Intraspecific variation in floral phenotypes is a well-documented phenomenon across and within plant populations, and geographic variation has even been associated with entirely different pollinator guilds within species. Notable limitations in many of the current studies of this phenomenon, include disentangling the roles of phenotypic plasticity and non-pollinator species such as herbivores in mediating these variations. Defense against herbivory is another trait that may vary within species, and which may compromise attraction to pollinators, leading to evolutionary tradeoffs. The resource availability hypothesis posits that tradeoffs between defense against herbivory and plant growth occur across resource gradients between species, with defense being favored in low-resource environments and growth in high-resource environments, but does not address possible tradeoffs between defense and attraction of pollinators and does not necessarily address trends within species. We are addressing these ideas with common beebalm (Monarda fistulosa), a chemically defended entomophilous plant with a wide geographic range in North America, including both arid and mesic habitats.

Preliminary comparison of snake species diversity and population characteristics across Madison-area prairies

Will Vuyk, Nelson Institute for Environmental Studies, UW–Madison
Advisor: Catherine Woodward

Despite being some of the most abundant reptiles in Wisconsin, little is known about snake populations in urban and suburban prairie sites around Madison. This study aims to provide baseline data on snake diversity and population characteristics at five prairie sites in the Madison area, including the Green Prairie at the UW–Madison Arboretum. Cover boards and time-constrained visual encounter surveys will be utilized at these sites to standardize data collection. This baseline data is needed to begin addressing questions about how snakes recolonize prairie restorations, what qualities make a prairie more suitable for certain snake species, and how snakes disperse in urban environments. The results of this study will allow the managers of prairie sites to compare their snake populations with the populations of nearby sites, potentially impacting management decisions, and will allow for more informed herpetological studies of Madison area natural spaces in the future.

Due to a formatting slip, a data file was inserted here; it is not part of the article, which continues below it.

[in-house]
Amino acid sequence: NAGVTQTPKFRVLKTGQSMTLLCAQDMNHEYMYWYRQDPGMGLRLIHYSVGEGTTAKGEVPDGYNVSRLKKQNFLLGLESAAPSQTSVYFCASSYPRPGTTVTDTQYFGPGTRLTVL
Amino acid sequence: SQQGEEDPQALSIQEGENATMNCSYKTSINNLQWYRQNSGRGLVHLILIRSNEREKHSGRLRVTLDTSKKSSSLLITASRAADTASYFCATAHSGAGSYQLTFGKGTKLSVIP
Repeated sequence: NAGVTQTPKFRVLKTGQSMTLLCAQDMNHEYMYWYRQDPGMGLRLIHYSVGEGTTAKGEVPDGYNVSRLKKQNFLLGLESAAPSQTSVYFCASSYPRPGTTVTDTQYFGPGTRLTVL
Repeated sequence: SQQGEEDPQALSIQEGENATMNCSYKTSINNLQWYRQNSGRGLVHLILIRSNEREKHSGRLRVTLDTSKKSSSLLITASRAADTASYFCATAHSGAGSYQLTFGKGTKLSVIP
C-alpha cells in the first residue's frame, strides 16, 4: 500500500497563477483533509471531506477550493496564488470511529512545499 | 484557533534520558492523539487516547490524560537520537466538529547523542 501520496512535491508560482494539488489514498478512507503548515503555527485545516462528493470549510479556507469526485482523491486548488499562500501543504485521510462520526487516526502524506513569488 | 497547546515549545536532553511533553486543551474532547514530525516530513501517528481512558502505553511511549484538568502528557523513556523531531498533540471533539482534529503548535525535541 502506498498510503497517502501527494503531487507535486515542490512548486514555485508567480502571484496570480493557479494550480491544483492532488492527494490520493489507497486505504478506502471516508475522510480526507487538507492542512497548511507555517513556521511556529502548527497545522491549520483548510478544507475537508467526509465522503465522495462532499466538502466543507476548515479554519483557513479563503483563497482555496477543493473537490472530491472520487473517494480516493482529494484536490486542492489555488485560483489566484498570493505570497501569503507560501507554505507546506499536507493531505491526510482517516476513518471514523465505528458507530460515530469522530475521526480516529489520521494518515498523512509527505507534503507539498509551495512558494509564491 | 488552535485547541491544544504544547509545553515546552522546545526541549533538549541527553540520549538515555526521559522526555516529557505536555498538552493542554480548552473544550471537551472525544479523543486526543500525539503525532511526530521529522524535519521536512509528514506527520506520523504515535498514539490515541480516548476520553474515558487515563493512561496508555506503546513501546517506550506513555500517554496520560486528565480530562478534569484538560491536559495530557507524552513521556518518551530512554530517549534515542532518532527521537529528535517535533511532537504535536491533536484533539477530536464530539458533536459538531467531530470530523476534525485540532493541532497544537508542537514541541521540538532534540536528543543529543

Community dynamics of an 86-year-old tallgrass prairie restoration

Mary-Claire Glasenhardt, Nelson Institute for Environmental Studies, UW–Madison
Advisor: Paul Zedler

Monitoring is a necessity in a time of climate change. Curtis Prairie is ideal for monitoring as an early tallgrass prairie restoration site with a history of vegetation surveys. Long-term monitoring is critically important to understand how ecosystems are changing over time, identify factors driving these changes, and enable evidence-based management decisions. Resurveying Curtis Prairie will 1) create a quantitative picture of the current vegetation community, and 2) identify how diversity and distribution have changed over time at the site and species level. Additionally, I will look at the relationship between 3) vegetation and functional traits associated with ecosystem function, 4) species diversity on invasion resistance, 5) invasive species cover on species richness, and 6) effects of disturbance caused by management on diversity. Identified patterns in succession, invasion resistance, or management techniques that reduce invasive species or increase diversity, will benefit other tallgrass prairie restoration efforts.

Lost City Invasive Shrub Management

Tim Kuhman, Edgewood College
Brad Herrick and Christy Lowney, UW–Madison Arboretum

Invasive species are prevalent in southern Wisconsin. Landowners and managers allocate a lot of resources (time and money) into controlling invasive species. By studying management practices, including forestry mowing, forestry mowing followed by prescribed fire, hand clearing, and hand clearing followed by prescribed fire, we will be able to assess the efficacy of these management techniques for controlling woody invasive shrubs and allowing native herbaceous species to establish.